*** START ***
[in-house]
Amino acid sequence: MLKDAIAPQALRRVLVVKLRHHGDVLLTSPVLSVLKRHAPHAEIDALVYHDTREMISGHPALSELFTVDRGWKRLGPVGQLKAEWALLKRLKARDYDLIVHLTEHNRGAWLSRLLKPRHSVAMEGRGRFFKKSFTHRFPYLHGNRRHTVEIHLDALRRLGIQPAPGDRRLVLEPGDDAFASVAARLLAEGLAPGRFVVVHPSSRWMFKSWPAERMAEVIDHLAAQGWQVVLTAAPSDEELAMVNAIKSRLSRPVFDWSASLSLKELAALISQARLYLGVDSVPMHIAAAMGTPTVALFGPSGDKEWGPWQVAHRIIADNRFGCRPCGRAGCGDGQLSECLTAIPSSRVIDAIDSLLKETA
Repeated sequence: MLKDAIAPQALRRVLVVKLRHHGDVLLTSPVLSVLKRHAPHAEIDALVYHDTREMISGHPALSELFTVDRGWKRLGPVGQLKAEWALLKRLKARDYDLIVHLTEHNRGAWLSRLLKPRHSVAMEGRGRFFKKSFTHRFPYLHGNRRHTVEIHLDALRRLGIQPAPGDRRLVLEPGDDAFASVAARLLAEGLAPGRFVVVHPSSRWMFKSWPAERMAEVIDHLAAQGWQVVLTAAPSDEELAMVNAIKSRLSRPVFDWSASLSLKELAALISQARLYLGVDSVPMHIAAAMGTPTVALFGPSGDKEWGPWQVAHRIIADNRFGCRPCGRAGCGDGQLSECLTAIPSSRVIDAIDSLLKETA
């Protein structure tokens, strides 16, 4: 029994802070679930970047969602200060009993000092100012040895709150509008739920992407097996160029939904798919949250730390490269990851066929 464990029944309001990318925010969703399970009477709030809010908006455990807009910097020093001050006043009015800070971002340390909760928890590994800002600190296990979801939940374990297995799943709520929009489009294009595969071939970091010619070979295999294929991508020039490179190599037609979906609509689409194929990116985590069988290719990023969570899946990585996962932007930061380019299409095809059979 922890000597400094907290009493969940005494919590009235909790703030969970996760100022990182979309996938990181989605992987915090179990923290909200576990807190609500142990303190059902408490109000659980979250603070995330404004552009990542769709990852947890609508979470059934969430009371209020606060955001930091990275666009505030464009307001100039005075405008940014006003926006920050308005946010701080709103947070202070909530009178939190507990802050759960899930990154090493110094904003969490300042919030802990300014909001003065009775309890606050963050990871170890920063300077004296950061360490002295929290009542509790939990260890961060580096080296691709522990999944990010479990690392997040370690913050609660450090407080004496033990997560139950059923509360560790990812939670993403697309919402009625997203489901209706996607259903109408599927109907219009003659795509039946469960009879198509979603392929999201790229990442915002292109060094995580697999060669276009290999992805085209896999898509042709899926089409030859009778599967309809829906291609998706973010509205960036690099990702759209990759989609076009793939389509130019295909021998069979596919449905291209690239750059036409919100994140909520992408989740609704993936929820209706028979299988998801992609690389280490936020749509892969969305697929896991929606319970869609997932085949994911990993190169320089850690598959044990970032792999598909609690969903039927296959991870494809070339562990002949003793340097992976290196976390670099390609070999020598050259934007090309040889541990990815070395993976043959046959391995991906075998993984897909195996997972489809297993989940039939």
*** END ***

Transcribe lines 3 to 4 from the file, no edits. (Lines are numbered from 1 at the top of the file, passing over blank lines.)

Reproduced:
Repeated sequence: MLKDAIAPQALRRVLVVKLRHHGDVLLTSPVLSVLKRHAPHAEIDALVYHDTREMISGHPALSELFTVDRGWKRLGPVGQLKAEWALLKRLKARDYDLIVHLTEHNRGAWLSRLLKPRHSVAMEGRGRFFKKSFTHRFPYLHGNRRHTVEIHLDALRRLGIQPAPGDRRLVLEPGDDAFASVAARLLAEGLAPGRFVVVHPSSRWMFKSWPAERMAEVIDHLAAQGWQVVLTAAPSDEELAMVNAIKSRLSRPVFDWSASLSLKELAALISQARLYLGVDSVPMHIAAAMGTPTVALFGPSGDKEWGPWQVAHRIIADNRFGCRPCGRAGCGDGQLSECLTAIPSSRVIDAIDSLLKETA
């Protein structure tokens, strides 16, 4: 029994802070679930970047969602200060009993000092100012040895709150509008739920992407097996160029939904798919949250730390490269990851066929 464990029944309001990318925010969703399970009477709030809010908006455990807009910097020093001050006043009015800070971002340390909760928890590994800002600190296990979801939940374990297995799943709520929009489009294009595969071939970091010619070979295999294929991508020039490179190599037609979906609509689409194929990116985590069988290719990023969570899946990585996962932007930061380019299409095809059979 922890000597400094907290009493969940005494919590009235909790703030969970996760100022990182979309996938990181989605992987915090179990923290909200576990807190609500142990303190059902408490109000659980979250603070995330404004552009990542769709990852947890609508979470059934969430009371209020606060955001930091990275666009505030464009307001100039005075405008940014006003926006920050308005946010701080709103947070202070909530009178939190507990802050759960899930990154090493110094904003969490300042919030802990300014909001003065009775309890606050963050990871170890920063300077004296950061360490002295929290009542509790939990260890961060580096080296691709522990999944990010479990690392997040370690913050609660450090407080004496033990997560139950059923509360560790990812939670993403697309919402009625997203489901209706996607259903109408599927109907219009003659795509039946469960009879198509979603392929999201790229990442915002292109060094995580697999060669276009290999992805085209896999898509042709899926089409030859009778599967309809829906291609998706973010509205960036690099990702759209990759989609076009793939389509130019295909021998069979596919449905291209690239750059036409919100994140909520992408989740609704993936929820209706028979299988998801992609690389280490936020749509892969969305697929896991929606319970869609997932085949994911990993190169320089850690598959044990970032792999598909609690969903039927296959991870494809070339562990002949003793340097992976290196976390670099390609070999020598050259934007090309040889541990990815070395993976043959046959391995991906075998993984897909195996997972489809297993989940039939």